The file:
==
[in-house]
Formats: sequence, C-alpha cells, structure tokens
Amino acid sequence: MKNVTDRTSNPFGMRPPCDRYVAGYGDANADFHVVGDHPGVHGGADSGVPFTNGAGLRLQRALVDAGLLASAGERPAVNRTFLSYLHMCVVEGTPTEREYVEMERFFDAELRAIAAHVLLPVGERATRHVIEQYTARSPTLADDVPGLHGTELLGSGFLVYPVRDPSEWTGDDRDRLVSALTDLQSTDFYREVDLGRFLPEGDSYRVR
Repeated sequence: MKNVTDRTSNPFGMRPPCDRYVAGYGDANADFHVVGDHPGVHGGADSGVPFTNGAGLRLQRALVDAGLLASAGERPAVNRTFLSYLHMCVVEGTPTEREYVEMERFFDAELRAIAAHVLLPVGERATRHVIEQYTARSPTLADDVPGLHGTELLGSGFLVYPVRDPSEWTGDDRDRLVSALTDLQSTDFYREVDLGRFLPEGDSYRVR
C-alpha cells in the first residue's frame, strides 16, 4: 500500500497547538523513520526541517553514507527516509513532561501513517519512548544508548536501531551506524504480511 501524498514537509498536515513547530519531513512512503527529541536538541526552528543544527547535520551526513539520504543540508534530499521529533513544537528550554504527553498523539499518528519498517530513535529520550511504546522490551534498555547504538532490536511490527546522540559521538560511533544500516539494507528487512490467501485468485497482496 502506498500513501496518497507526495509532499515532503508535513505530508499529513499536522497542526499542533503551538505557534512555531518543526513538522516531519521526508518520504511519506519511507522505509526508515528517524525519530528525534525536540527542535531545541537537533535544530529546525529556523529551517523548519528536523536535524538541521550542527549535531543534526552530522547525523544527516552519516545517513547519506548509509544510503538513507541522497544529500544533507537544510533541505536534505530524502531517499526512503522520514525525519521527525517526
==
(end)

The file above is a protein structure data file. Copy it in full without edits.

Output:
[in-house]
Formats: sequence, C-alpha cells, structure tokens
Amino acid sequence: MKNVTDRTSNPFGMRPPCDRYVAGYGDANADFHVVGDHPGVHGGADSGVPFTNGAGLRLQRALVDAGLLASAGERPAVNRTFLSYLHMCVVEGTPTEREYVEMERFFDAELRAIAAHVLLPVGERATRHVIEQYTARSPTLADDVPGLHGTELLGSGFLVYPVRDPSEWTGDDRDRLVSALTDLQSTDFYREVDLGRFLPEGDSYRVR
Repeated sequence: MKNVTDRTSNPFGMRPPCDRYVAGYGDANADFHVVGDHPGVHGGADSGVPFTNGAGLRLQRALVDAGLLASAGERPAVNRTFLSYLHMCVVEGTPTEREYVEMERFFDAELRAIAAHVLLPVGERATRHVIEQYTARSPTLADDVPGLHGTELLGSGFLVYPVRDPSEWTGDDRDRLVSALTDLQSTDFYREVDLGRFLPEGDSYRVR
C-alpha cells in the first residue's frame, strides 16, 4: 500500500497547538523513520526541517553514507527516509513532561501513517519512548544508548536501531551506524504480511 501524498514537509498536515513547530519531513512512503527529541536538541526552528543544527547535520551526513539520504543540508534530499521529533513544537528550554504527553498523539499518528519498517530513535529520550511504546522490551534498555547504538532490536511490527546522540559521538560511533544500516539494507528487512490467501485468485497482496 502506498500513501496518497507526495509532499515532503508535513505530508499529513499536522497542526499542533503551538505557534512555531518543526513538522516531519521526508518520504511519506519511507522505509526508515528517524525519530528525534525536540527542535531545541537537533535544530529546525529556523529551517523548519528536523536535524538541521550542527549535531543534526552530522547525523544527516552519516545517513547519506548509509544510503538513507541522497544529500544533507537544510533541505536534505530524502531517499526512503522520514525525519521527525517526